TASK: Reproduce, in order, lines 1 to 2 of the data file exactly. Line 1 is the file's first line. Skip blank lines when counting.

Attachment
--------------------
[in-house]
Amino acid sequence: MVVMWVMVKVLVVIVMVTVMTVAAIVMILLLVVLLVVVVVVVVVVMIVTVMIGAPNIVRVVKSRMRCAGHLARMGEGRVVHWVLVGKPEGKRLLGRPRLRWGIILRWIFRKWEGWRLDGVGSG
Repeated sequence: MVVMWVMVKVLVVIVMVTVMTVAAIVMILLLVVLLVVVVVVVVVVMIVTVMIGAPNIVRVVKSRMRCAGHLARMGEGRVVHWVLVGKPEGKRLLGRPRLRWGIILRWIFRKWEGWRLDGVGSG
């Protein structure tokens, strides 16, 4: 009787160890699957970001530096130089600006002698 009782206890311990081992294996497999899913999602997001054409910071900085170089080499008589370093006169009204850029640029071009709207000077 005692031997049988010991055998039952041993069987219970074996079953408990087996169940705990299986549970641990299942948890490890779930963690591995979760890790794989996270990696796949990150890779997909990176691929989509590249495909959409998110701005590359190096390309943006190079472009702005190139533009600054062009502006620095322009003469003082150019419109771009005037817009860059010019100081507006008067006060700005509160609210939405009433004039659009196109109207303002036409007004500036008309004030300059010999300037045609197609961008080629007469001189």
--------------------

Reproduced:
[in-house]
Amino acid sequence: MVVMWVMVKVLVVIVMVTVMTVAAIVMILLLVVLLVVVVVVVVVVMIVTVMIGAPNIVRVVKSRMRCAGHLARMGEGRVVHWVLVGKPEGKRLLGRPRLRWGIILRWIFRKWEGWRLDGVGSG